Updated: Sunday, 08 June 2014 07:46 | By Agence France-Presse

Chrome denied Crown as Tonalist wins Belmont

California Chrome's bid for US racing's coveted Triple Crown was crushed Saturday as Tonalist won the 146th Belmont Stakes.

Chrome denied Crown as Tonalist wins Belmont

Tonalist, ridden by Joel Rosario, races to the finish line enroute to winning the 146th running of the Belmont Stakes at Belmont Park on June 7, 2014 in Elmont, New York - by Travis Lindquist

It has now been 36 years since Affirmed became the 11th horse to win the Triple Crown, a drought that Kentucky Derby and Preakness winner California Chrome couldn't end as he finished equal fourth.

Chrome, ridden by Victor Espinoza and trained by Art Sherman, was the 13th horse since the 1978 sweep by Affirmed to capture the first two jewels of the crown but come up empty at the 1 1/2-mile Belmont, dubbed the "Test of the Champion."

Espinoza has now ridden two of those horses, also failing aboard War Emblem in 2002.

Tonalist, trained by US-based Frenchman Christophe Clement and ridden by Joel Rosario, hadn't run in either the Kentucky Derby or the Preakness, and had shown his liking for the Belmont track with a victory in the Peter Pan Stakes.

Commissioner, trained by Todd Pletcher and ridden by Javier Castellano, was second and Medal Count third.

California Chrome broke from the second post and was on the rail several lengths off the lead in the early going.

Espinoza worked his way to the outside, but when it was time to make his move for immortality, California Chrome just didn't have enough. He finished in a dead heat with Wicked Strong for fourth.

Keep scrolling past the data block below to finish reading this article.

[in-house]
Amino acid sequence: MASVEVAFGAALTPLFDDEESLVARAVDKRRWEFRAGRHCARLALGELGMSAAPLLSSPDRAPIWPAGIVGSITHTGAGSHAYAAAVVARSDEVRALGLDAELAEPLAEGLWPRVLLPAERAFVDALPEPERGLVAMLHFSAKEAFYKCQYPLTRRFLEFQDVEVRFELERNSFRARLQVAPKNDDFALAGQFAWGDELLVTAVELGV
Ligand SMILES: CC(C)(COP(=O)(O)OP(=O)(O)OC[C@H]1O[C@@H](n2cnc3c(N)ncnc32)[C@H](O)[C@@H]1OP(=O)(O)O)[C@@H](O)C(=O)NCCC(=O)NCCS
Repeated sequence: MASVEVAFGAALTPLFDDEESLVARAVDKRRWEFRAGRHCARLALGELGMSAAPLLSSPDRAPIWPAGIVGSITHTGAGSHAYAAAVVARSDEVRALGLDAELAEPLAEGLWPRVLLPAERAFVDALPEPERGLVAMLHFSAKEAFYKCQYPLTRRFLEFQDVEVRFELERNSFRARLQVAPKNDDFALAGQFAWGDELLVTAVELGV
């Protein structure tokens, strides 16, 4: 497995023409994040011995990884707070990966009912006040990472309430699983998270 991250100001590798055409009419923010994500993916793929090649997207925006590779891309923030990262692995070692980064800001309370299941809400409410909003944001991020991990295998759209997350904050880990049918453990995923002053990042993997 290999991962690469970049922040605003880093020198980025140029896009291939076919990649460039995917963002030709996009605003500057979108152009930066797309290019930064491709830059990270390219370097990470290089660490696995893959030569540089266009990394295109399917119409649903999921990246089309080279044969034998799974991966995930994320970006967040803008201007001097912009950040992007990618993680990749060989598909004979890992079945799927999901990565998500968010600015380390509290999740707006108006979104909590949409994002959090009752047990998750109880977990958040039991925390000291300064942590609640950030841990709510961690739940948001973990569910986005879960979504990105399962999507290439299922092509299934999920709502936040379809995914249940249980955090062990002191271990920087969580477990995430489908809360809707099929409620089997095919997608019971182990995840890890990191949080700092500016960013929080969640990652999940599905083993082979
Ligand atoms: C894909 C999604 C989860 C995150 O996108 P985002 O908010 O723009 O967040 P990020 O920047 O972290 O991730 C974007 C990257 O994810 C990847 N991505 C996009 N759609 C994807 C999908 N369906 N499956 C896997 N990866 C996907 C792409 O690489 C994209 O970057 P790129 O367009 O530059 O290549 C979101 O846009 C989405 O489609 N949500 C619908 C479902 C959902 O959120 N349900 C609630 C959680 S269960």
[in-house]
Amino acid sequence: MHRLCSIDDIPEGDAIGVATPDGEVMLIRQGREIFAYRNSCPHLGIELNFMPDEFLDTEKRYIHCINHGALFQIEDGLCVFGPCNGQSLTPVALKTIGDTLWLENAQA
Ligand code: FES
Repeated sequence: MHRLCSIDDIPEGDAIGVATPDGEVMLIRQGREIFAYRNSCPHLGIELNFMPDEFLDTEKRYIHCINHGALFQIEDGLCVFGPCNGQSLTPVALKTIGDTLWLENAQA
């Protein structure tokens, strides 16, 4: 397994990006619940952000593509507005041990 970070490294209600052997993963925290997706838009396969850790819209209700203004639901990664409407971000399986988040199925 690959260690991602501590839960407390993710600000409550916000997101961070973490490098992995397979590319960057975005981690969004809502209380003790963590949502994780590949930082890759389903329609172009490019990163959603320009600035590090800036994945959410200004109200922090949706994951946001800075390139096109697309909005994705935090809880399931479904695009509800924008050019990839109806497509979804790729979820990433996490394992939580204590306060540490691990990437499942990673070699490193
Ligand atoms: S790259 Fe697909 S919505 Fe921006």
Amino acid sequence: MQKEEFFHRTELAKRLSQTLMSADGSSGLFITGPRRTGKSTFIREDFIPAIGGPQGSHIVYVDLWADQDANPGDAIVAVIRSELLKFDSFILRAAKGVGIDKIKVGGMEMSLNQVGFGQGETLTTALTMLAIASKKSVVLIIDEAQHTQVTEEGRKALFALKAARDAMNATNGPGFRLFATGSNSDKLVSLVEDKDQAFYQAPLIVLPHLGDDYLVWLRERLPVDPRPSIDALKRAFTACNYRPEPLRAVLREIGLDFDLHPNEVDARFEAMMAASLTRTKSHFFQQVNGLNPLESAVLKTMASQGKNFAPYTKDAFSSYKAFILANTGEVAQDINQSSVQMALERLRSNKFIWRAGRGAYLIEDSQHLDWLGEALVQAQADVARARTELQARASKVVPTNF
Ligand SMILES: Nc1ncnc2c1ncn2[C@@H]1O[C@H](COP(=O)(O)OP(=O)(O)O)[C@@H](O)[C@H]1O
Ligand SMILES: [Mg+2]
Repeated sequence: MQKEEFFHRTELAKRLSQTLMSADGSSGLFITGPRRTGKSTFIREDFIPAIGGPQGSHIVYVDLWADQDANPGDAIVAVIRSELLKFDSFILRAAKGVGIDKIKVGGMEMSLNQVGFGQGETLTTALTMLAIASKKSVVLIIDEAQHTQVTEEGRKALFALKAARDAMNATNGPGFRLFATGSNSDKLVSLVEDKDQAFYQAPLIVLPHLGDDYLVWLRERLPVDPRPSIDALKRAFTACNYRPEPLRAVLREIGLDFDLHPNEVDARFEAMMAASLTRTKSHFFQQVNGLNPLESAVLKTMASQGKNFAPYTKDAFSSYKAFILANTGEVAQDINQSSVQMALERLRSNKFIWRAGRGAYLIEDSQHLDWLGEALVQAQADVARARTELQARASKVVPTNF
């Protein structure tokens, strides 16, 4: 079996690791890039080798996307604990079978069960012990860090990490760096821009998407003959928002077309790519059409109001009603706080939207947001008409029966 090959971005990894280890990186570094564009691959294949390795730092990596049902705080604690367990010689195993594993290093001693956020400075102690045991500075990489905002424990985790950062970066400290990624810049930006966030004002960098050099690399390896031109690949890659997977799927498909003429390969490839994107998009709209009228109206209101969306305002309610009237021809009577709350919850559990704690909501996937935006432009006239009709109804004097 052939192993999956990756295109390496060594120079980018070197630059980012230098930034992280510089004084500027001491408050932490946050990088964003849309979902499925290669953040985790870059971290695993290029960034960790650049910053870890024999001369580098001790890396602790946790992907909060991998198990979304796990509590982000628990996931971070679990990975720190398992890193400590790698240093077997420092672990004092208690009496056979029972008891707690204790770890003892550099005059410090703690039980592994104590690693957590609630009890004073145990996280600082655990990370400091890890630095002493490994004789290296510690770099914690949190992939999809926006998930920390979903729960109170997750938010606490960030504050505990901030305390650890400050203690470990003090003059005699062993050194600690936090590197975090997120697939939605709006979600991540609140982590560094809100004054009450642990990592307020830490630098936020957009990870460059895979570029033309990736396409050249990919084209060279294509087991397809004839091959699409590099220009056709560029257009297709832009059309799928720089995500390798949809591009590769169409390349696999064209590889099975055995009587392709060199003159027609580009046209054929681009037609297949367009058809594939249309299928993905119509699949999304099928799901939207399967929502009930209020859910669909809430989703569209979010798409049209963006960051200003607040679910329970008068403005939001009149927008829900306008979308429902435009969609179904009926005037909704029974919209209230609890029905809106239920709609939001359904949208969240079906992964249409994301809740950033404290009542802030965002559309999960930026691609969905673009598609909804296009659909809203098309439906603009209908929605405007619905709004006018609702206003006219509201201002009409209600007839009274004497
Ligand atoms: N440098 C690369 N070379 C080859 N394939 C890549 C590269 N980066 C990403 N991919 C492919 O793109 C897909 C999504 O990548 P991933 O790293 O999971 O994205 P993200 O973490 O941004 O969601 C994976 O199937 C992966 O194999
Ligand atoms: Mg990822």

"When I moved out, he just didn't have it today," Espinoza said. "Turning for home, I was waiting just to have the same kick like he always had before and today, he was just a little bit flat."

Espinoza didn't think it was the 1 1/2-mile distance of the $1.5 million race -- the longest any of the 11 horses in the field had faced.

Instead he thought it was the cumulative effect of three races in five weeks -- a gruelling road trip for California Chrome, who had never raced outside his home state until his May 3 Kentucky Derby victory at Louisville.

"I think it was tough for him," Espinoza said. "Right now, it's back-to-back races and different tracks with all these fresh horses."

Chrome co-owner Steve Coburn, caught by television cameras during the race, looked stunned as his colt's Triple Crown dream evaporated on the track before him.

After the race, an emotional Coburn found his voice, criticizing owners and trainers who opt out of one or both of the Kentucky Derby and Preakness, bringing a fresh horse to the Belmont for a potential spoiler's run.

"This is not fair for these horses that have been running their guts out," he said. "Our horse had a target on his back."

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